The Times reports the anger of pro-Brexit Ministers, who are now graciously allowed to campaign for Leave — but denied access to relevant Cabinet papers. It is preposterous and unprecedented that Cabinet Ministers should be denied papers in their own departments. Not content with splitting the Conservative Party from top to bottom, Cameron now seems intent on driving a wedge between Ministers and civil servants.
The Prime Minister’s provocative, petty and partisan policy on this issue is undermining the respect due to his high office. It is also reflecting very badly on the Remain campaign which he is leading. Voters will take a dim view.
Ten years of uncertainty? Not sure about that
Cabinet Office Minister Matt Hancock has said “Britain will face ten years of uncertainty if we leave the EU”. He argues that it will take this long to negotiate new trade arrangements. This contrasts with Digby Jones’ opinion that after Brexit “We will have a UK/EU Free Trade Deal in twenty-four hours”. Under Article 50, we will have two years of orderly negotiations on a free trade deal with the rump-EU. We will have the protection of WTO rules. We have the EU’s obligation under the Treaty to negotiate favourable terms with neighbouring countries. Most important of all, we have the overwhelming economic logic that as the EU’s largest customer, the EU will be obliged to seek good terms of trade with the UK.
Even if Matt Hancock were right, some might feel that ten years of uncertainty was better than decades of uncertainty and subservience in a dysfunctional and declining European Union which is clearly heading to the scrap-heap of history.
In the case of existing trade deals negotiated through the EU with third countries, we should expect to see those deals grandfathered to the UK in the short term, and subject to renegotiation in an orderly way if and when we and the third party choose to do so. (But no doubt British ministers will be frantically lobbying those third countries to make negative noises about post-Brexit trade — as they have done with the USA).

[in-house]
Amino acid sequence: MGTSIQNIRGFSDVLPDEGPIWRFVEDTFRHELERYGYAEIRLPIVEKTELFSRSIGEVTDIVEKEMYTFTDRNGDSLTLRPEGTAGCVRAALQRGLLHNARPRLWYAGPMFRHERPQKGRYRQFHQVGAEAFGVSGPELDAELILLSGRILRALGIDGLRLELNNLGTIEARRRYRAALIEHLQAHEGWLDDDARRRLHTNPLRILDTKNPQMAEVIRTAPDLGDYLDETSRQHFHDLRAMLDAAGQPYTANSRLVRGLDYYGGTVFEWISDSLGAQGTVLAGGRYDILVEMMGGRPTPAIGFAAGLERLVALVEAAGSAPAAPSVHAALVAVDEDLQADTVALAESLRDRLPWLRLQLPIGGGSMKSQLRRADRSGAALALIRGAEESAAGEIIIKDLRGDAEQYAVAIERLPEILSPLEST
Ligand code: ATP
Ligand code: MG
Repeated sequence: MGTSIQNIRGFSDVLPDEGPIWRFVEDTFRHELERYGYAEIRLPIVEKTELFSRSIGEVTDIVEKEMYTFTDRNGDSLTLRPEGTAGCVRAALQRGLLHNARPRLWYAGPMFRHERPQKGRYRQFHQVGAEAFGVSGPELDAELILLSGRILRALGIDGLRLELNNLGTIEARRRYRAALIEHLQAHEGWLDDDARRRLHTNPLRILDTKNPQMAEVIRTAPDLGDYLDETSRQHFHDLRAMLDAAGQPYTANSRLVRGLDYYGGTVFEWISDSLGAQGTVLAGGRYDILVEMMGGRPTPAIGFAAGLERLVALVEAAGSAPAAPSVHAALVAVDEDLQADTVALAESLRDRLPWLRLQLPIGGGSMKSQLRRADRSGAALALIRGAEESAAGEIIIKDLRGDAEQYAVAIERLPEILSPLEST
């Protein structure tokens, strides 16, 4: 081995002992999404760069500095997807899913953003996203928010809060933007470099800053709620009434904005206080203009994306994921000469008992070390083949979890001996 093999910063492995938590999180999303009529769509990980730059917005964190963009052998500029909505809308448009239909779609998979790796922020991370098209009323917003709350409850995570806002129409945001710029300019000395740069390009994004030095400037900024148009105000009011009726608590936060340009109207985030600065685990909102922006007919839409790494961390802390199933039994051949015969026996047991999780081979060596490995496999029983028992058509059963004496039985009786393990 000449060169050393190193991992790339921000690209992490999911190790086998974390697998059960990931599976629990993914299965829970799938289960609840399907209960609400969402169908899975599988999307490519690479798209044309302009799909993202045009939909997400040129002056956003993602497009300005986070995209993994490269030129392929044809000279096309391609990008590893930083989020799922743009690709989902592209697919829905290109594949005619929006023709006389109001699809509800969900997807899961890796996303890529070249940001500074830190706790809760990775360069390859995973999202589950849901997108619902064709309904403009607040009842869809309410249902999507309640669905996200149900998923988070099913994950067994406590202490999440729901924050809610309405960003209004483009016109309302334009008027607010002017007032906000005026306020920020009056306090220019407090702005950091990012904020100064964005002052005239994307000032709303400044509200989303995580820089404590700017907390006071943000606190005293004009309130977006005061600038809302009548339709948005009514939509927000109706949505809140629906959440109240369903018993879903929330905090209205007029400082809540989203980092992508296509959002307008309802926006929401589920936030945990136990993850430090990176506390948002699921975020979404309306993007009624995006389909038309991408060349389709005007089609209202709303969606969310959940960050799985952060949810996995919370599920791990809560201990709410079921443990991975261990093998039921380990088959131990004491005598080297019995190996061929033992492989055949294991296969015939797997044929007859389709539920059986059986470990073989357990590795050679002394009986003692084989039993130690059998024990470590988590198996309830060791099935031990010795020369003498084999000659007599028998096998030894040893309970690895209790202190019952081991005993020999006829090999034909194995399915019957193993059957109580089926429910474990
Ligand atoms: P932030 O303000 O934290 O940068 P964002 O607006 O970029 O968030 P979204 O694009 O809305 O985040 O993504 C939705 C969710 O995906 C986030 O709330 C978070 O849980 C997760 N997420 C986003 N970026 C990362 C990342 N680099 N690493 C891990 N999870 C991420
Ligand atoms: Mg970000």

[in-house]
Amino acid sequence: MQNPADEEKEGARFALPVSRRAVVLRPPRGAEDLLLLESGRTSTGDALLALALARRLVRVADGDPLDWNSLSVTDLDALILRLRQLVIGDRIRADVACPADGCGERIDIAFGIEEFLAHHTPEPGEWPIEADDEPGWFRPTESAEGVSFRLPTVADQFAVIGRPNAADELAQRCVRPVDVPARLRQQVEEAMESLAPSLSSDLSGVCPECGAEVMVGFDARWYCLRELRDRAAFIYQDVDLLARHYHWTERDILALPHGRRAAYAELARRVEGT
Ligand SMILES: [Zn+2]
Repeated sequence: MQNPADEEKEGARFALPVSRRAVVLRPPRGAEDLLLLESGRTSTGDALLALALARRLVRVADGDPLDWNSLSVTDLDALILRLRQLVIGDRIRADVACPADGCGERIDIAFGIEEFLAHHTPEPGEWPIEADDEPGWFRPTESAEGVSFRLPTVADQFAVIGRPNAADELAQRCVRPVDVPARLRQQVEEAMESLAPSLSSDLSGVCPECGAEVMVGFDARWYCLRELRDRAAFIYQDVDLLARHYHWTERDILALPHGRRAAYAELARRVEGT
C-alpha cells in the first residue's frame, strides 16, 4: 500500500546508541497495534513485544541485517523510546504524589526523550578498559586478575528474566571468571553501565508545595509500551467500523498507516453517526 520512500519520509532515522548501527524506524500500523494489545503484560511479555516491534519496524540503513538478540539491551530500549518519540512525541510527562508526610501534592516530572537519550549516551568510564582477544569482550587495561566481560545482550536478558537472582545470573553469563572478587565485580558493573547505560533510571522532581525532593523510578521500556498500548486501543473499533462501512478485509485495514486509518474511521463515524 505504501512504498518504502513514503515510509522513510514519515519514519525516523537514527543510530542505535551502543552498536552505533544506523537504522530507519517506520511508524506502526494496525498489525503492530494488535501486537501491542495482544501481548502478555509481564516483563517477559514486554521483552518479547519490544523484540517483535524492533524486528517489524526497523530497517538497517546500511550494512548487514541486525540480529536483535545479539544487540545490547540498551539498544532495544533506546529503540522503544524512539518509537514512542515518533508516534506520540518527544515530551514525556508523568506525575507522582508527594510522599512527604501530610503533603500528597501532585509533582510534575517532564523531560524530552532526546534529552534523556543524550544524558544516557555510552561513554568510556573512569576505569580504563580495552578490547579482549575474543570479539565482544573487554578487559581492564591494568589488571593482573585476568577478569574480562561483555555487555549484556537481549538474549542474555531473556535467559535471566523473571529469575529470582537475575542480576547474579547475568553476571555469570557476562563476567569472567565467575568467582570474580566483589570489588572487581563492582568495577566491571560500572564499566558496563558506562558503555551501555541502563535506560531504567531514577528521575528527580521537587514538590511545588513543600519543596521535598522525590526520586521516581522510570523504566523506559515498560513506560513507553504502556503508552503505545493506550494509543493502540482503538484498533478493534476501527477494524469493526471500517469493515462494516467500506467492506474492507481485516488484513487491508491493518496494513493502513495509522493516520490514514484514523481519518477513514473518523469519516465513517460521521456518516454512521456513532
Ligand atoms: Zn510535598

And post-Brexit, we shall be free to negotiate trade deals with the rest of the world, where the growth is. Like China. And the Commonwealth.
Finland: the new €uro victim?
The economy of Finland is in trouble. Apple has eaten Nokia’s lunch. Increasing internet use has reduced demand for paper (a major Finnish export). Turmoil in Russia — plus Russian sanctions — has damaged the Finns’ export business. If the Finns had kept their currency, they could have adjusted to changed circumstances. But Tuomas Malinen, an economist at Helsinki University, pulls no punches. : “The main blame for our economic woes should be placed where it belongs, namely on the euro membership.”
BoJo a hypocrite?
Boris Johnson is “a hypocrite” for backing Brexit at the same time as he celebrates Crossrail/The Elizabeth Line, for which the EIB advanced a loan of £1 billion, fumes the Huff Post. Biting the hand that feeds him.
It may have escaped the attention of the Huff Post that the money we get back from the European institutions is our money, and every pound of it costs the British economy around £3. So after Brexit, we’ll have more funding available for infrastructure, not less. They should also consider the fact that the government is well placed to borrow for long-term projects, at very advantageous interest rates.
Meantime the improbably named Caroline Pidgeon, the Lib-Dem mayoral candidate, warns that Brexit could deny London billions in infrastructure investment – making the same point about the EIB. Same answers apply. Plus the fact that major investors, pension funds and sovereign wealth funds are only too eager to find major, viable infrastructure projects to invest in. Sorry, Caroline, but another paper tiger just bit the dust.
It’s clear that the stay-mongers are going to keep talking about Norway – because there are obvious down-sides with Norway’s position that wouldn’t apply to an independent UK. I was particularly struck by Thérèse Coffey MP on BBC Any Questions last weekend. She launched into the usual stuff about Norway. Paul Nuttall responded in robust terms that we didn’t want to be like Norway. But poor Thérèse clearly couldn’t find the “Pause” button, and just carried on regardless. We must shoot this one down mercilessly every time they bring it up.
Cost of benefits for jobless EU migrants to hit £1 billion?
The Express publishes a report claiming that the annual benefit cost for jobless EU migrants is headed to £1 billion. Of course these costs will be unaffected by proposed changes to in-work benefit payments.